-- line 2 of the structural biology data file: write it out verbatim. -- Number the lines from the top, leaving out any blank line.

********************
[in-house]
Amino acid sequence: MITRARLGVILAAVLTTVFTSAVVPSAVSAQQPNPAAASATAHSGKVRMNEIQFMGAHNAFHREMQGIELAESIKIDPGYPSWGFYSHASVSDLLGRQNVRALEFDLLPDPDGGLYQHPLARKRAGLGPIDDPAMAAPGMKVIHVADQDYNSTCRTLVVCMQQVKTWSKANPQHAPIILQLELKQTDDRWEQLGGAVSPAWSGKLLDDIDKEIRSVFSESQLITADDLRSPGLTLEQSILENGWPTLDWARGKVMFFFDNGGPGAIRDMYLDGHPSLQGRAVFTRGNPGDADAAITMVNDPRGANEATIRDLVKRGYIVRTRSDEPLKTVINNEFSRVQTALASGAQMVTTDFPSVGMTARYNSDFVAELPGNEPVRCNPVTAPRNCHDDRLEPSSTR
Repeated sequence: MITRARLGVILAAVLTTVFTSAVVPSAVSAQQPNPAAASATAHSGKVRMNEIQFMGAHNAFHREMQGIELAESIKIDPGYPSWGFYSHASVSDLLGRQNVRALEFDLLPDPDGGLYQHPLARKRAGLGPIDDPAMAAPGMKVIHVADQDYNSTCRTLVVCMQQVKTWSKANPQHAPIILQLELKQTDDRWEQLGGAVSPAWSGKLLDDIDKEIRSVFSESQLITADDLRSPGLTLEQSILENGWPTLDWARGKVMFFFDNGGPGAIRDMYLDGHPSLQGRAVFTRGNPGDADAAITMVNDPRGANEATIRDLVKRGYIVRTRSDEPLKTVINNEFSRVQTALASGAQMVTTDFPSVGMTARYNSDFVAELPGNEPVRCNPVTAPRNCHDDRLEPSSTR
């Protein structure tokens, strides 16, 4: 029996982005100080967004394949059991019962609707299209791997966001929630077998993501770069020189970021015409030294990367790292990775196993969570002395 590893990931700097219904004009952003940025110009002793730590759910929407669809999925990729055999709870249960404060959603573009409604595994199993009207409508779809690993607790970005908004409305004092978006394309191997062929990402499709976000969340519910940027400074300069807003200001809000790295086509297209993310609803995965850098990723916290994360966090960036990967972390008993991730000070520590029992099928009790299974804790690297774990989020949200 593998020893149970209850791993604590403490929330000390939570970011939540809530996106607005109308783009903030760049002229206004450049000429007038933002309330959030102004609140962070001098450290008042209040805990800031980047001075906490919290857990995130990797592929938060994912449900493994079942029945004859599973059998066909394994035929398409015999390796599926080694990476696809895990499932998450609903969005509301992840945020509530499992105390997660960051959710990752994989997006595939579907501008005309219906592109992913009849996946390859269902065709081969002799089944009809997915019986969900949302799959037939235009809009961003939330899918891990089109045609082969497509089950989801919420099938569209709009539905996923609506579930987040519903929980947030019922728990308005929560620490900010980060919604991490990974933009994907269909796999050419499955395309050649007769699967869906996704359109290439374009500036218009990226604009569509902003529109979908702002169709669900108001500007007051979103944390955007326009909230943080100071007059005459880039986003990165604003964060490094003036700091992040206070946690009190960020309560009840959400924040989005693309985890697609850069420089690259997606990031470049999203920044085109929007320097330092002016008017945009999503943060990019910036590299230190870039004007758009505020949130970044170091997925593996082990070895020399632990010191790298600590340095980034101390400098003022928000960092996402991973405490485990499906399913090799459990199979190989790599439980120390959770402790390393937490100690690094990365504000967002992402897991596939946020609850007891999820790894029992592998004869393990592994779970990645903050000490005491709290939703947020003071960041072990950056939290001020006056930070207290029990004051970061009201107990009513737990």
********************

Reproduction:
Amino acid sequence: MITRARLGVILAAVLTTVFTSAVVPSAVSAQQPNPAAASATAHSGKVRMNEIQFMGAHNAFHREMQGIELAESIKIDPGYPSWGFYSHASVSDLLGRQNVRALEFDLLPDPDGGLYQHPLARKRAGLGPIDDPAMAAPGMKVIHVADQDYNSTCRTLVVCMQQVKTWSKANPQHAPIILQLELKQTDDRWEQLGGAVSPAWSGKLLDDIDKEIRSVFSESQLITADDLRSPGLTLEQSILENGWPTLDWARGKVMFFFDNGGPGAIRDMYLDGHPSLQGRAVFTRGNPGDADAAITMVNDPRGANEATIRDLVKRGYIVRTRSDEPLKTVINNEFSRVQTALASGAQMVTTDFPSVGMTARYNSDFVAELPGNEPVRCNPVTAPRNCHDDRLEPSSTR